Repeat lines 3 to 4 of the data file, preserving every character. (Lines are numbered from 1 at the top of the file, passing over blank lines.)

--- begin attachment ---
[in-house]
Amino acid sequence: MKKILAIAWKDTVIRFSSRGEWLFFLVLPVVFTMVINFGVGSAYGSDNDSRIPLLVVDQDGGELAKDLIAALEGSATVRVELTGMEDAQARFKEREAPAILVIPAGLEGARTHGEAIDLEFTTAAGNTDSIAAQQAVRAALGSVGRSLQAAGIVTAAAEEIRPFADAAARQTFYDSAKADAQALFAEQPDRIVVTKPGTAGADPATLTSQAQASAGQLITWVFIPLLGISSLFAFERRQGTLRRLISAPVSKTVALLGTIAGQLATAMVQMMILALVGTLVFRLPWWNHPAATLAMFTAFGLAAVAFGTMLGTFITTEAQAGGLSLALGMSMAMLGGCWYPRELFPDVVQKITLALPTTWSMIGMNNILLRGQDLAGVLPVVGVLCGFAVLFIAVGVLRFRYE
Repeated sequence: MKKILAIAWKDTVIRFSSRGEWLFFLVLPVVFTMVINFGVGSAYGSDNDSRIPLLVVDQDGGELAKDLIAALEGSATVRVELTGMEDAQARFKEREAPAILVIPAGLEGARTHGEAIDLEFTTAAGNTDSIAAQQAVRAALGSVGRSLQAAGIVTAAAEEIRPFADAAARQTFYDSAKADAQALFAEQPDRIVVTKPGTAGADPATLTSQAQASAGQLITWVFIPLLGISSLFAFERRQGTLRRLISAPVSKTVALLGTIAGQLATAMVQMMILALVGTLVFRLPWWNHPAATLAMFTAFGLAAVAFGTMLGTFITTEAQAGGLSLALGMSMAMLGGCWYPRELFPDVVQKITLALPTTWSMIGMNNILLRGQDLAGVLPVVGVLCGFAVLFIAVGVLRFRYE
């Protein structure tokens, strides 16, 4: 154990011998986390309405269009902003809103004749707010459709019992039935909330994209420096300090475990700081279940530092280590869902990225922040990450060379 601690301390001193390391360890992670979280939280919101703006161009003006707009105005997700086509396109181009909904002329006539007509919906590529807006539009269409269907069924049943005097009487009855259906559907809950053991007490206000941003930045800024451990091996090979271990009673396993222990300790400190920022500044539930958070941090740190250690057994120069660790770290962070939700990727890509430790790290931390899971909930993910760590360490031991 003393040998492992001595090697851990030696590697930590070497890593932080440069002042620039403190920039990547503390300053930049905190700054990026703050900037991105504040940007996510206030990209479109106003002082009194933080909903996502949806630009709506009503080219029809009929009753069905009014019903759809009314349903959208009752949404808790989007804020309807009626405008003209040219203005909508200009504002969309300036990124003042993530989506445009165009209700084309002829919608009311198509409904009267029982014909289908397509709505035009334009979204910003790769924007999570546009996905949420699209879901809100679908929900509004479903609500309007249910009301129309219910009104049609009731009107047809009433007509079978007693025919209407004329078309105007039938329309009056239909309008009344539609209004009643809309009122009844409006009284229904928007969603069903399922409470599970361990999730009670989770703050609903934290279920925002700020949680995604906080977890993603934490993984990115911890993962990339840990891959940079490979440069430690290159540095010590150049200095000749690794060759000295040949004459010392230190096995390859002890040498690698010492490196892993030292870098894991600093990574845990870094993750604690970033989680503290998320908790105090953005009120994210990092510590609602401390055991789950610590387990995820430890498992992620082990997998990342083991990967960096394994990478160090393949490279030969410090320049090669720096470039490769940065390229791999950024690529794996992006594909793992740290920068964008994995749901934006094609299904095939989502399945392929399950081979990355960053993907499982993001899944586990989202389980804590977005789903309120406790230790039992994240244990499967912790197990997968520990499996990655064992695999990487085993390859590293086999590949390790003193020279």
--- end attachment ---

Repeated sequence: MKKILAIAWKDTVIRFSSRGEWLFFLVLPVVFTMVINFGVGSAYGSDNDSRIPLLVVDQDGGELAKDLIAALEGSATVRVELTGMEDAQARFKEREAPAILVIPAGLEGARTHGEAIDLEFTTAAGNTDSIAAQQAVRAALGSVGRSLQAAGIVTAAAEEIRPFADAAARQTFYDSAKADAQALFAEQPDRIVVTKPGTAGADPATLTSQAQASAGQLITWVFIPLLGISSLFAFERRQGTLRRLISAPVSKTVALLGTIAGQLATAMVQMMILALVGTLVFRLPWWNHPAATLAMFTAFGLAAVAFGTMLGTFITTEAQAGGLSLALGMSMAMLGGCWYPRELFPDVVQKITLALPTTWSMIGMNNILLRGQDLAGVLPVVGVLCGFAVLFIAVGVLRFRYE
């Protein structure tokens, strides 16, 4: 154990011998986390309405269009902003809103004749707010459709019992039935909330994209420096300090475990700081279940530092280590869902990225922040990450060379 601690301390001193390391360890992670979280939280919101703006161009003006707009105005997700086509396109181009909904002329006539007509919906590529807006539009269409269907069924049943005097009487009855259906559907809950053991007490206000941003930045800024451990091996090979271990009673396993222990300790400190920022500044539930958070941090740190250690057994120069660790770290962070939700990727890509430790790290931390899971909930993910760590360490031991 003393040998492992001595090697851990030696590697930590070497890593932080440069002042620039403190920039990547503390300053930049905190700054990026703050900037991105504040940007996510206030990209479109106003002082009194933080909903996502949806630009709506009503080219029809009929009753069905009014019903759809009314349903959208009752949404808790989007804020309807009626405008003209040219203005909508200009504002969309300036990124003042993530989506445009165009209700084309002829919608009311198509409904009267029982014909289908397509709505035009334009979204910003790769924007999570546009996905949420699209879901809100679908929900509004479903609500309007249910009301129309219910009104049609009731009107047809009433007509079978007693025919209407004329078309105007039938329309009056239909309008009344539609209004009643809309009122009844409006009284229904928007969603069903399922409470599970361990999730009670989770703050609903934290279920925002700020949680995604906080977890993603934490993984990115911890993962990339840990891959940079490979440069430690290159540095010590150049200095000749690794060759000295040949004459010392230190096995390859002890040498690698010492490196892993030292870098894991600093990574845990870094993750604690970033989680503290998320908790105090953005009120994210990092510590609602401390055991789950610590387990995820430890498992992620082990997998990342083991990967960096394994990478160090393949490279030969410090320049090669720096470039490769940065390229791999950024690529794996992006594909793992740290920068964008994995749901934006094609299904095939989502399945392929399950081979990355960053993907499982993001899944586990989202389980804590977005789903309120406790230790039992994240244990499967912790197990997968520990499996990655064992695999990487085993390859590293086999590949390790003193020279």